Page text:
# “There was no reason to not cover these stories except to prevent an embarrassment to the government.
# “Clearly there is a reluctance in the media to put the government on the mat or to ask uncomfortable questions. Maybe because of the fear of reprisal, maybe because of the prevailing nationalist sentiment, maybe because the Army has been placed at such a high pedestal in recent years.
# “There have been no follow-up stories on the 10 soldiers, including three officers, taken captive by the Chinese and released after two days if not three. Compare this with the hype and hoopla that accompanied the capture and release by Pakistan of Wing Commander Abhinandan after the Ballot air strike. Why is it not investigated enough? Who are these people, what happened to them, what did they experience when they were in Chinese custody?
# “What happened during Kargil? A similar incursion by the Pakistani Army. Certain territory on the line of control was lost. And the government actually acknowledged that territory had been lost. It was a BJP government. They put up a plan. This is what the Army is going to do. This is how we are going to employ the Air Force. They revealed what the diplomatic initiative is going to be under Jaswant Singh. There used to be regular press briefings by government officials, Navtej Sarna and Bikram Singh, who later became Army chief. Ministers were available.
# “TV is more to blame. There are honourable exceptions in the newspapers: Ajay Banerjee of The Tribune, Ajai Shukla of Business Standard, Suhasini Haider and Dinaker Peri of The Hindu. But in TV, it is difficult to think of journalists who have put out stuff which would embarrass or question the government. The crisis is even deeper in Hindi newspapers and Hindi news channels.
# “Compare media coverage after Pulwama (before the 2019 elections) and Ladakh. Then the bodies were brought to Delhi and everybody paid homage. When these 20 jawans died their bodies never came to Delhi. PM acknowledged their deaths after at least 48 hours. It is very odd that soldiers who die against a much stronger, more powerful adversary like China get far lesser coverage and attention both from the government and then, accordingly, from the media. The government had sent the signal by not according the same priority that it had done in the case of Pulwama or Uri, where the coverage continued for days on end. I don’t know if the directions are in writing on WhatsApp groups, or conveyed implicitly and understood.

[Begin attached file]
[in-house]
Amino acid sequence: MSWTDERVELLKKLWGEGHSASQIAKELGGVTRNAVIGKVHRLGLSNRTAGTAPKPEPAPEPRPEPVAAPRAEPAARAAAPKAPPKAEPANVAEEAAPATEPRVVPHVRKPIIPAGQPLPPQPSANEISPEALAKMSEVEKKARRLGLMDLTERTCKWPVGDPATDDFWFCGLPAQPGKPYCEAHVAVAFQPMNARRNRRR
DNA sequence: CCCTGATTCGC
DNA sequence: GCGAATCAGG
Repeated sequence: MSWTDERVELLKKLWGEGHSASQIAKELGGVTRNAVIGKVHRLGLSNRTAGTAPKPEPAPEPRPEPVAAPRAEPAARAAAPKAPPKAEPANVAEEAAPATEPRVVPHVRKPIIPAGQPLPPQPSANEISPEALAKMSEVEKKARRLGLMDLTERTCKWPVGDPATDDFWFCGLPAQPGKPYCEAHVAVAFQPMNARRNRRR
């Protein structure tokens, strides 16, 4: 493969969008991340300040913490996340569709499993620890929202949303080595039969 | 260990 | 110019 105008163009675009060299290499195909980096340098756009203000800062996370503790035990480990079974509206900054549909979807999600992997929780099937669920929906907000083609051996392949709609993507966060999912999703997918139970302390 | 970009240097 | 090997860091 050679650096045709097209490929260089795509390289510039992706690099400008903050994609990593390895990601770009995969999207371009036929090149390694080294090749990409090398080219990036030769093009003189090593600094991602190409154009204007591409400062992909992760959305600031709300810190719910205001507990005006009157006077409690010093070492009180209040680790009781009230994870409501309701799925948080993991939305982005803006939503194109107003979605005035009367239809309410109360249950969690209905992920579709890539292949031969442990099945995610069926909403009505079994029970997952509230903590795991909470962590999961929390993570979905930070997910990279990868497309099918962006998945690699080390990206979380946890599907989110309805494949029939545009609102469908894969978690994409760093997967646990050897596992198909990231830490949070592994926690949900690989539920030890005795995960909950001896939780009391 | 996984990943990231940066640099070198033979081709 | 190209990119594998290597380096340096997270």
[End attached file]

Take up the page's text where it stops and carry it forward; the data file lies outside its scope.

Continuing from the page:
# “Prasar Bharati had a problem with PTI’s interview with the Chinese ambassador to India. If the Chinese ambassador is fair game, if he can put stuff on his website, if he can issue his monthly magazine which talks about what Indian soldiers have done in Galwan, or how the Indian Army is behaving and is not admonished, why is PTI being called “anti-national” for interviewing him and asking questions which is a very fair journalistic exercise? In any case, issuing certificates on nationalism, like online trolls, is not in Prasar Bharti’s mandate.
# “Bloomberg did a story on the severe shortage of winter gear for soldiers in Ladakh and that India had to borrow it with its logistics arrangement with the US, but the Indian media spun it around as an example of Indo-US ties.
# “Even Pakistan took foreign journalists to Balakot a month after the strike. But there has been no byline from grand zero Galwan even after six months.
# “Journalists are taken to the Pakistani border even where there is artillery shelling but they have not been taken to the current theatre of action even though no shots are being fired.”***
Also read: “Ambiguous. Beseiged. Confusing. Disappointing. Dismaying. Evasive. Frightening. Unpardonable. Unsatisfactory. PM should speak again”: editorials on ‘Surender’ Modi’s cop-out
The veterans who unmasked the Chinese incursions
Stop showing satellite images, TV editors get a nudge
A well-travelled story that goes from Rediff to Washington Post
Press Club of India tears into attack on Press Trust of India